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Saturday, November 28, 2009


I’m now and then reporting, alphabetically, on our 195 countries. As you know, I have had visitors from 126 nations. My next entry will be Belgium, from which 25 e-mail addresses have visited this site.

I thought I would, today, though, initiate a review of crucial years. I will start with 1939, 70 years ago and two years before I was born.

1939 was a year when the Great Depression was finally being overcome. The Dow Jones Industrial Average dropped four points for the year to 150. Thanksgiving was moved ahead a week to lengthen the holiday shopping season. The average annual wage was $1730, gasoline cost 10 cents/gallon, a loaf of bread was 8 cents and a new car cost $700. That's a 1939 Ford on the right. Kind of looks like some of the models of today, doesn't it?

There is a general sense that Amelia Earhart flew into the Pacific War. Yes, she did, but Pearl Harbor did not happen until December of 1941, and she was declared dead in 1939. In Bombay, Gandhi began his fast (the prevailing remembrance is that this was initiated after WW2).

Nuclear fission was achieved by Otto Hahn, a German chemist. That's Otto on the left. He certainly looks like someone I know. (Hahn won the Nobel Prize in Chemistry in 1944.) In reaction, Albert Einstein wrote to President Franklin Roosevelt, initiating the Manhattan Project (most think this did not begin until WW2 started). Hitler was beginning to conquer the world, with Shell Oil a strong supporter. Yes, Royal Dutch Shell infused considerable funds to support the Nazi Party and, it is reported, saved Hitler.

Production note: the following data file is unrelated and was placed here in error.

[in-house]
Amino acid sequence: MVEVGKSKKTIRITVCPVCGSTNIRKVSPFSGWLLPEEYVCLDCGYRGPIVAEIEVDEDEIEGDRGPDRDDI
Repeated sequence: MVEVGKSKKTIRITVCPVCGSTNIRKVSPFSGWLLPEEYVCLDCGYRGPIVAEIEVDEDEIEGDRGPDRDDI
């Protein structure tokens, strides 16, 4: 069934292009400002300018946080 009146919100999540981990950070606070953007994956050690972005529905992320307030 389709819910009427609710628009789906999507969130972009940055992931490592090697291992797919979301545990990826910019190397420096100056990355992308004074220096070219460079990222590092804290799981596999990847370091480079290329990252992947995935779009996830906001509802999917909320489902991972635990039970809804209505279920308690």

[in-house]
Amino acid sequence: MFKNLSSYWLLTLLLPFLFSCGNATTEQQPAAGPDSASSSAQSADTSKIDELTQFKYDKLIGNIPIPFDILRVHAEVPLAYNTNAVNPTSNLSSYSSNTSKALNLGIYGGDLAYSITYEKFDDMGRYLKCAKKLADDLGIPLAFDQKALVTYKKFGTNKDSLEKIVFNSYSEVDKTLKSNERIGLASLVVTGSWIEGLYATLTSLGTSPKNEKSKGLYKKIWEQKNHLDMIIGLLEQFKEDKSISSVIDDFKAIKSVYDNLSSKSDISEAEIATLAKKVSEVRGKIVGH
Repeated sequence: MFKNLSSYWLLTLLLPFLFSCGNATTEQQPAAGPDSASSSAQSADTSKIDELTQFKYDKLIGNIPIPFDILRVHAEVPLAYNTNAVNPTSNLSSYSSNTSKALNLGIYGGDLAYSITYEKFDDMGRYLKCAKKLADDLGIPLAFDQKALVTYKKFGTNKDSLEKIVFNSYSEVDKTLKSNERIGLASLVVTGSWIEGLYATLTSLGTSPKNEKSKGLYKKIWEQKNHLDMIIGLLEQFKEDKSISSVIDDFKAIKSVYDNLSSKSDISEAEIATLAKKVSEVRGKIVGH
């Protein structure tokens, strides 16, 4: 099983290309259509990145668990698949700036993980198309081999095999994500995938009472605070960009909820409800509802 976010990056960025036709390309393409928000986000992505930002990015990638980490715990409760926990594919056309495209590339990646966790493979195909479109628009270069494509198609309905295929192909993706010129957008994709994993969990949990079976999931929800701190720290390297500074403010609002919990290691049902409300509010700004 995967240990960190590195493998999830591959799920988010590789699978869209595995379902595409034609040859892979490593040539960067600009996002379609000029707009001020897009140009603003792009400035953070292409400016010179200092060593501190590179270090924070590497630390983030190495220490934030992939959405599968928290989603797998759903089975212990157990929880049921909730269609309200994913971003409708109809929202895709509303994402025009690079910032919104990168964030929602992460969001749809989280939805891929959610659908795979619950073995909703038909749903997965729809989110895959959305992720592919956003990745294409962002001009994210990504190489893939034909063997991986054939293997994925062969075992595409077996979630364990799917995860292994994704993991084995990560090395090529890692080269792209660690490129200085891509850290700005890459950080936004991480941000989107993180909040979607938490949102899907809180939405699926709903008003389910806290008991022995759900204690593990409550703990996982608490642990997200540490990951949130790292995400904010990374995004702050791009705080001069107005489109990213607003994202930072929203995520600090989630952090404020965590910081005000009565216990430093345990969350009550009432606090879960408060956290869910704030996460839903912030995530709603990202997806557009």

There was the New York World’s Fair. It has been said that this

was the best Expo of all time, as it portended the Wonderful World of the Future. Siam became Thailand. World War 2 began in Europe. The first jet plane was flown. Nylon stockings were first sold. Sigmund Freud died and Tina Turner was born.

The top three songs were: #1 “Over the Rainbow” (Judy Garland, and this song was recently selected as the most popular tune of all time), #2 “Moonlight Serenade” (Glenn Miller) and #3” God Bless American (Kate Smith)

The state of our society was reflected in the movies being produced that year. The top three grossing films were: #1 Gone With the Wind (which also was the Academy Award winner, with Vivien Leigh as Best Actress), #2 The Wizard of Oz (from which came “Somewhere Over the Rainbow”) and #3 Ninotchka (where Greta Garbo starred in her first comedy, and laughed). Victor Fleming was named best director, for he was responsible for #1 and #2.

Those other films in this incredible year were: The Adventure of Sherlock Holmes, Babes in Arms, Beau Geste, Dark Victory, Dodge City, Drums Along the Mohawk, The Four Feathers, Goodbye Mr. Chips (Robert Donat won Best Actor), Gunga Din, The Hunchback of Notre Dame, Intermezzo, Jamaica Inn, Jesse James, Love Affair, Mexicali Rose, Mr. Smith Goes to Washington (and if you are disappointed with Congress today, see this 70 year old film), Of Mice and Men, Only Angels Have Wings, The Three Musketeers, The Women, Union Pacific, Wuthering Heights, and Young Mr. Lincoln.

The average cost of a movie was 23 cents and Technicolor was invented. CBS Television began to broadcast, and with the coming war, forever changed the landscape of entertainment.

Why, then, was 1939 so important? This is just a start. 1776 was certainly monumental, and so was 1945, or 1492 or 5 BC (birth of Jesus Christ) or 1439 (Gutenberg press) or 1991 (end of Cold War). 1939 is worthy of a first look because it was transitional and, frankly, I picked it because that was the best year for movies.


Super Typhoon Nida is still a potent 160 MPH, but is moving away from Guam and Japan.





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